Rohini Narasipur

Product security engineer and incident handler, Bosch PSIRT

With more than 9 years of experience in software development and 4 years in the field of Embedded systems Security in industries like medical devices, IoT and Automotive, Rohini has found her passion in securing embedded systems in a way that they are not only secure against the latest network based exploits but are secure against hardware or physical exploits.


Practical physical attacks against embedded systems and their secure design to mitigate them.

Increasing number of embedded devices are being connected to the network for reasons such as remote servicing, upgrading the firmware over the air or to enable communication between them. Connecting embedded devices to network exposes them to a plethora of attacks such as DDoS, injection of crafted packets, web based attacks and eavesdropping, among others. These attacks can be launched via remote interfaces. Physical access to the device also can potentially expose them to critical attacks that could lead to cryptographic keys being exposed. Most of these attacks have not been exploited in the wild. Impact of such attacks include either partially or completely bypassing a security feature. This could lead to arbitrary code execution on the device or extraction of long term keys that would not only compromise the device’s cryptographic operations but also an entire family of devices in some cases where the same key is used for protecting entire generation of devices.

Reverse engineering is an effective process to acquire more knowledge on the specimen under attack. Reverse engineering a firmware and an Integrated Circuit (IC) could reveal details about the architecture, structure, design and functionality of an embedded device. An attacker could use this to potentially discover vulnerabilities or plagiarize Intellectual property. Side-channel attacks are exploitation of design/implementation level issues that could potentially leak sensitive information from the embedded device. This talk also discusses another form of side-channel attack known as fault injection. Supply chain attacks are another form of physical attack that involves inserting hardware Trojans into the 3rd party component, which in turn gets integrated into a System on chip (SoC) as a functional block. In recent years, semi-invasive physical attacks based on optical debugging techniques have proven to be capable of revealing sensitive information stored in a device. Lastly, the talk looks at certain flaws in the design of embedded devices that could potentially lead to bypass of security features.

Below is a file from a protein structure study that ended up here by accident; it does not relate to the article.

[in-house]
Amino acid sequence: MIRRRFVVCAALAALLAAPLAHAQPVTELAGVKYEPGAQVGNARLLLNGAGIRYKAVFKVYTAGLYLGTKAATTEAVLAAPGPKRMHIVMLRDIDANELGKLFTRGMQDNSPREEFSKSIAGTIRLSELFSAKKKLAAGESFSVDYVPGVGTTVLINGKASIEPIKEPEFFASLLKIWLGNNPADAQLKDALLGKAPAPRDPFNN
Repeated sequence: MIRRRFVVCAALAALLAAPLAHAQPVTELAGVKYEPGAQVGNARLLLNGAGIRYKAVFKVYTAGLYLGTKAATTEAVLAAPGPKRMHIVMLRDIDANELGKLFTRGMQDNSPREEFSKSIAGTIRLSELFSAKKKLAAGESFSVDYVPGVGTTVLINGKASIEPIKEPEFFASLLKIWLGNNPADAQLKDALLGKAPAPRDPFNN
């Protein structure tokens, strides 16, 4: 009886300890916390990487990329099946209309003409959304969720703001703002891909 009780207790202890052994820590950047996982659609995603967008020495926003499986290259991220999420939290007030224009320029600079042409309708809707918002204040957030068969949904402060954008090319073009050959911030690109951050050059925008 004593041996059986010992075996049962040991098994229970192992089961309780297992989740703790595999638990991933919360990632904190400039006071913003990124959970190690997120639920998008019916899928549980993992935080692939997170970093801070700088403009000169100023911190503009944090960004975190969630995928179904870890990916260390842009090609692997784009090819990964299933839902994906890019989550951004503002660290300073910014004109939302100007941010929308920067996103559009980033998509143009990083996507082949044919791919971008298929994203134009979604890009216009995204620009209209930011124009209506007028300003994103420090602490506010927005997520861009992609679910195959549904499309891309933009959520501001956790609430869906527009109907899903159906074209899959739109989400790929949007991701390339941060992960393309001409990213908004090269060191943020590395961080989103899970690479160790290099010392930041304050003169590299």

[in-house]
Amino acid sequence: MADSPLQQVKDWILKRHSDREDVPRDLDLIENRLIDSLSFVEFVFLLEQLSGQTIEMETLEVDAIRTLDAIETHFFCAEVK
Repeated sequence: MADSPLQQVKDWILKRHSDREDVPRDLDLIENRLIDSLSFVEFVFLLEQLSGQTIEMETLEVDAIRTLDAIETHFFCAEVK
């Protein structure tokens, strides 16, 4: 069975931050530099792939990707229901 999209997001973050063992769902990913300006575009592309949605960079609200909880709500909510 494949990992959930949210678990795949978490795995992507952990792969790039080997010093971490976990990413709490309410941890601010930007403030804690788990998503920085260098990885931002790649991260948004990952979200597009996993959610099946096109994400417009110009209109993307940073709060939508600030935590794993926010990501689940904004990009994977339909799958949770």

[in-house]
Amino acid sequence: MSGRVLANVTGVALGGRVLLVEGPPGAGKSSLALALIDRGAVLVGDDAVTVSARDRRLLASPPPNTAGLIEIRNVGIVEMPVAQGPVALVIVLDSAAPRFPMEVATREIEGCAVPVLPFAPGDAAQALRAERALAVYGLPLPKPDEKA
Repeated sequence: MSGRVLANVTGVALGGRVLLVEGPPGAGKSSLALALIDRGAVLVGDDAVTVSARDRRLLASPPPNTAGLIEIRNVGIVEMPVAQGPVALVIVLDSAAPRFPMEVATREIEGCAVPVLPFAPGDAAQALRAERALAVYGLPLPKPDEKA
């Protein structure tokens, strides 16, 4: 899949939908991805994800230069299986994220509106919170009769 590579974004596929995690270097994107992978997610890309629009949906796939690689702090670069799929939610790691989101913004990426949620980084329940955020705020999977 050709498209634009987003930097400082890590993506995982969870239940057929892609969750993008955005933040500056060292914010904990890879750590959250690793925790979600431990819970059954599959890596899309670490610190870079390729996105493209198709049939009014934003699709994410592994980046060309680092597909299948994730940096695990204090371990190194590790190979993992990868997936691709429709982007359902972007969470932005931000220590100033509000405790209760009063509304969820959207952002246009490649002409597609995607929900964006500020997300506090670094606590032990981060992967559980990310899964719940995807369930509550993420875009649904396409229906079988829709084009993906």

Physical attacks on embedded devices require physical access to the target. Many research entities are engaging themselves in finding new vulnerabilities, attack vectors and their potential impact if exploited. Several types of physical attacks are gaining popularity among the research community. These include reverse engineering, side channel attacks such as fault injection and differential power analysis, supply chain attacks, optical attacks and design flow attacks. This paper discusses practical attacks from different researchers and potential secure design suggestions to prevent such attacks.

In 2019, NTT, Intel, and Sony established the Innovative Optical and Wireless Network (IOWN) Global Forum to create next-generation technology and bring in a wide variety of companies to drive innovations in computing, communications, and network infrastructure, and create a smart world. Cybersecurity is one of the key areas that the Forum focuses on. Such a technology will be helpful for both 5G and beyond 5G.

Furthermore, Japan, Australia, and the US unveiled the Blue Dot Network in 2019. They take a multi-stakeholder initiative to evaluate and certify nominated infrastructure projects based upon adherence to commonly accepted principles and standards to promote market-driven, transparent, and financially sustainable infrastructure development in the Indo-Pacific region and around the world.

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